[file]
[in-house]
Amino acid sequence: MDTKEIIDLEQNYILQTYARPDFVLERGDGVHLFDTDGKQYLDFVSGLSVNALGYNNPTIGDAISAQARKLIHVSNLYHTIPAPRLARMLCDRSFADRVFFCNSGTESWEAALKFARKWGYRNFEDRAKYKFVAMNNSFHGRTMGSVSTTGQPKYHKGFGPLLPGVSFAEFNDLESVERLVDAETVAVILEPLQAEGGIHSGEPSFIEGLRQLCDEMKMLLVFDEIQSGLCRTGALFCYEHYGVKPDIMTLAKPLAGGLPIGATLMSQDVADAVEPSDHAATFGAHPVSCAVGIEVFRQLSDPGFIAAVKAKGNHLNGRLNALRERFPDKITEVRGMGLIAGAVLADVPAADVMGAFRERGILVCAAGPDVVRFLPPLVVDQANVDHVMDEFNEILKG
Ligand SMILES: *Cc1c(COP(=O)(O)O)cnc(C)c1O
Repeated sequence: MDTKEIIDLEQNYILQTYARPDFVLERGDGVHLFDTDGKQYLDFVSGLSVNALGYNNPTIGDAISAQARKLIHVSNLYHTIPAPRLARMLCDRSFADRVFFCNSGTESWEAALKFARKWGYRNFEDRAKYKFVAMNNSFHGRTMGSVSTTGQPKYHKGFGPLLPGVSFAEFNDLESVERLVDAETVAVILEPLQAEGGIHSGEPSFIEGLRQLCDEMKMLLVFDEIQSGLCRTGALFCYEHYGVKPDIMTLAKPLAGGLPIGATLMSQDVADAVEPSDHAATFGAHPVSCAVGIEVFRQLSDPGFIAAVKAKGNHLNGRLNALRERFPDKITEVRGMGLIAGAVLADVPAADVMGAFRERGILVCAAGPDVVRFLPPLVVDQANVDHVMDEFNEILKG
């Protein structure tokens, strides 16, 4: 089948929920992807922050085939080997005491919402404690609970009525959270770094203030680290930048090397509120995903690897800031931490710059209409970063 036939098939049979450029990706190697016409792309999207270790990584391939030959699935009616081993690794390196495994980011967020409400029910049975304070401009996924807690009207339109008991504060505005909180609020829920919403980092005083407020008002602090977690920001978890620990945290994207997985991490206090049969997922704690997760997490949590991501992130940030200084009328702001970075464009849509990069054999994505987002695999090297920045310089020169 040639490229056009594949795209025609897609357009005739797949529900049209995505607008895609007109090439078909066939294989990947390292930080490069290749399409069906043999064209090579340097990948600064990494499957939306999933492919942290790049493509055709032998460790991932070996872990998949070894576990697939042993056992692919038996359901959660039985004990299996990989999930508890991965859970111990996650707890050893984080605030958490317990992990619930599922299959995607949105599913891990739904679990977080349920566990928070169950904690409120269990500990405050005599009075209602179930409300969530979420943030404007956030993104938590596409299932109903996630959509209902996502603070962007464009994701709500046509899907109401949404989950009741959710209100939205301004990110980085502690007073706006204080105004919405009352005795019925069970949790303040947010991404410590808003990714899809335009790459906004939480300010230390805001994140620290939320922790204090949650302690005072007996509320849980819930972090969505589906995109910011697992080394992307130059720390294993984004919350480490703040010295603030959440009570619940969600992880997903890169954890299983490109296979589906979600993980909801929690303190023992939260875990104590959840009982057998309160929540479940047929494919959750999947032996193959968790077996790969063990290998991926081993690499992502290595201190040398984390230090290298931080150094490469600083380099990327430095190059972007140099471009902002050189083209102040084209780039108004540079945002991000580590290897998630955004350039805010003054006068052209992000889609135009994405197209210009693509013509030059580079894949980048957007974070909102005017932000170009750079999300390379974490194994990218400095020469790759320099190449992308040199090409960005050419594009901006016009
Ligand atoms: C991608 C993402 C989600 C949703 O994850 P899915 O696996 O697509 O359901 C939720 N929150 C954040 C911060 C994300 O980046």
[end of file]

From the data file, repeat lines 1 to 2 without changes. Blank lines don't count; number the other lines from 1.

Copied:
[in-house]
Amino acid sequence: MDTKEIIDLEQNYILQTYARPDFVLERGDGVHLFDTDGKQYLDFVSGLSVNALGYNNPTIGDAISAQARKLIHVSNLYHTIPAPRLARMLCDRSFADRVFFCNSGTESWEAALKFARKWGYRNFEDRAKYKFVAMNNSFHGRTMGSVSTTGQPKYHKGFGPLLPGVSFAEFNDLESVERLVDAETVAVILEPLQAEGGIHSGEPSFIEGLRQLCDEMKMLLVFDEIQSGLCRTGALFCYEHYGVKPDIMTLAKPLAGGLPIGATLMSQDVADAVEPSDHAATFGAHPVSCAVGIEVFRQLSDPGFIAAVKAKGNHLNGRLNALRERFPDKITEVRGMGLIAGAVLADVPAADVMGAFRERGILVCAAGPDVVRFLPPLVVDQANVDHVMDEFNEILKG